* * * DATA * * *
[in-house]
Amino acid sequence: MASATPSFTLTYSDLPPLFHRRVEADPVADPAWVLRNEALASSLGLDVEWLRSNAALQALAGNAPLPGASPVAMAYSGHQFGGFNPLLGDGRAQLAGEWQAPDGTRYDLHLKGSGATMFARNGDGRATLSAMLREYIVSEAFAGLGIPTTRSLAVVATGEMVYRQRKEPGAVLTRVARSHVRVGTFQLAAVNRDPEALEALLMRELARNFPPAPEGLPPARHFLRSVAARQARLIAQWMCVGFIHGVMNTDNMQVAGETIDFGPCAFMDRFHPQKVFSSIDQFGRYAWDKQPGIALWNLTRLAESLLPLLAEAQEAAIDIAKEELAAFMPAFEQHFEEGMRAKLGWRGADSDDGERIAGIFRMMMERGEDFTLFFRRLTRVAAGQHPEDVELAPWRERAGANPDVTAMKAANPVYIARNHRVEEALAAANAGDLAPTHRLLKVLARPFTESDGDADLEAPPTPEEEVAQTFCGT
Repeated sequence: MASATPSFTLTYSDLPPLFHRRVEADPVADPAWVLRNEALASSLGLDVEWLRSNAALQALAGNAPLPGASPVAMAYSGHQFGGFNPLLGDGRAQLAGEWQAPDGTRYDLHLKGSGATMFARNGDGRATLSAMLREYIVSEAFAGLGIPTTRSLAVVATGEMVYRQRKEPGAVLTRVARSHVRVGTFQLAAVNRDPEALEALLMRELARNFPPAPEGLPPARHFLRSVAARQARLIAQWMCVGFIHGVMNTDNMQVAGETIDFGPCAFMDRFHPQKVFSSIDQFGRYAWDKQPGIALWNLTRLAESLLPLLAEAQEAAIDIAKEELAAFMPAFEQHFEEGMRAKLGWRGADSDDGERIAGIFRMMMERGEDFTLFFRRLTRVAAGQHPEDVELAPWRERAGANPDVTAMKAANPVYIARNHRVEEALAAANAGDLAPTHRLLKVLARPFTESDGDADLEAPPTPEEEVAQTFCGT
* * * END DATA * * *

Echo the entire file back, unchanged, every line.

[in-house]
Amino acid sequence: MASATPSFTLTYSDLPPLFHRRVEADPVADPAWVLRNEALASSLGLDVEWLRSNAALQALAGNAPLPGASPVAMAYSGHQFGGFNPLLGDGRAQLAGEWQAPDGTRYDLHLKGSGATMFARNGDGRATLSAMLREYIVSEAFAGLGIPTTRSLAVVATGEMVYRQRKEPGAVLTRVARSHVRVGTFQLAAVNRDPEALEALLMRELARNFPPAPEGLPPARHFLRSVAARQARLIAQWMCVGFIHGVMNTDNMQVAGETIDFGPCAFMDRFHPQKVFSSIDQFGRYAWDKQPGIALWNLTRLAESLLPLLAEAQEAAIDIAKEELAAFMPAFEQHFEEGMRAKLGWRGADSDDGERIAGIFRMMMERGEDFTLFFRRLTRVAAGQHPEDVELAPWRERAGANPDVTAMKAANPVYIARNHRVEEALAAANAGDLAPTHRLLKVLARPFTESDGDADLEAPPTPEEEVAQTFCGT
Repeated sequence: MASATPSFTLTYSDLPPLFHRRVEADPVADPAWVLRNEALASSLGLDVEWLRSNAALQALAGNAPLPGASPVAMAYSGHQFGGFNPLLGDGRAQLAGEWQAPDGTRYDLHLKGSGATMFARNGDGRATLSAMLREYIVSEAFAGLGIPTTRSLAVVATGEMVYRQRKEPGAVLTRVARSHVRVGTFQLAAVNRDPEALEALLMRELARNFPPAPEGLPPARHFLRSVAARQARLIAQWMCVGFIHGVMNTDNMQVAGETIDFGPCAFMDRFHPQKVFSSIDQFGRYAWDKQPGIALWNLTRLAESLLPLLAEAQEAAIDIAKEELAAFMPAFEQHFEEGMRAKLGWRGADSDDGERIAGIFRMMMERGEDFTLFFRRLTRVAAGQHPEDVELAPWRERAGANPDVTAMKAANPVYIARNHRVEEALAAANAGDLAPTHRLLKVLARPFTESDGDADLEAPPTPEEEVAQTFCGT